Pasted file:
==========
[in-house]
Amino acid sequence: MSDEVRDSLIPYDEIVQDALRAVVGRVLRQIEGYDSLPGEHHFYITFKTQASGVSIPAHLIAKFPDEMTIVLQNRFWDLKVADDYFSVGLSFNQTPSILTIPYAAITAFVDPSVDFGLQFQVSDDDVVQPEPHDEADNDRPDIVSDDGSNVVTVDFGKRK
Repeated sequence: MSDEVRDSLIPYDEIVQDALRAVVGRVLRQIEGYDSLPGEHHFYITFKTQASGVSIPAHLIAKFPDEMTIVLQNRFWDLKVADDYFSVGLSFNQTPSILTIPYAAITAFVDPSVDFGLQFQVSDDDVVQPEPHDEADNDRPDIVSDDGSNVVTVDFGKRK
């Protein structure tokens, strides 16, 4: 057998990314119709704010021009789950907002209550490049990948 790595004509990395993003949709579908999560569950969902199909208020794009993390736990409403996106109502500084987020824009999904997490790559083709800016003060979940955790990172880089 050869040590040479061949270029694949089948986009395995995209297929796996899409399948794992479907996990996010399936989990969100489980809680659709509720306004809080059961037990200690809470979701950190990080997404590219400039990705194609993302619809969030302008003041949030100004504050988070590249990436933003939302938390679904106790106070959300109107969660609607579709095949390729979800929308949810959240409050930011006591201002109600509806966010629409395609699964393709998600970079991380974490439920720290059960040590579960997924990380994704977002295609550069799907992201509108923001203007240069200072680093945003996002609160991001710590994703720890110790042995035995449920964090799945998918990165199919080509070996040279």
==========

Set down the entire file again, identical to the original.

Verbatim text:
[in-house]
Amino acid sequence: MSDEVRDSLIPYDEIVQDALRAVVGRVLRQIEGYDSLPGEHHFYITFKTQASGVSIPAHLIAKFPDEMTIVLQNRFWDLKVADDYFSVGLSFNQTPSILTIPYAAITAFVDPSVDFGLQFQVSDDDVVQPEPHDEADNDRPDIVSDDGSNVVTVDFGKRK
Repeated sequence: MSDEVRDSLIPYDEIVQDALRAVVGRVLRQIEGYDSLPGEHHFYITFKTQASGVSIPAHLIAKFPDEMTIVLQNRFWDLKVADDYFSVGLSFNQTPSILTIPYAAITAFVDPSVDFGLQFQVSDDDVVQPEPHDEADNDRPDIVSDDGSNVVTVDFGKRK
């Protein structure tokens, strides 16, 4: 057998990314119709704010021009789950907002209550490049990948 790595004509990395993003949709579908999560569950969902199909208020794009993390736990409403996106109502500084987020824009999904997490790559083709800016003060979940955790990172880089 050869040590040479061949270029694949089948986009395995995209297929796996899409399948794992479907996990996010399936989990969100489980809680659709509720306004809080059961037990200690809470979701950190990080997404590219400039990705194609993302619809969030302008003041949030100004504050988070590249990436933003939302938390679904106790106070959300109107969660609607579709095949390729979800929308949810959240409050930011006591201002109600509806966010629409395609699964393709998600970079991380974490439920720290059960040590579960997924990380994704977002295609550069799907992201509108923001203007240069200072680093945003996002609160991001710590994703720890110790042995035995449920964090799945998918990165199919080509070996040279």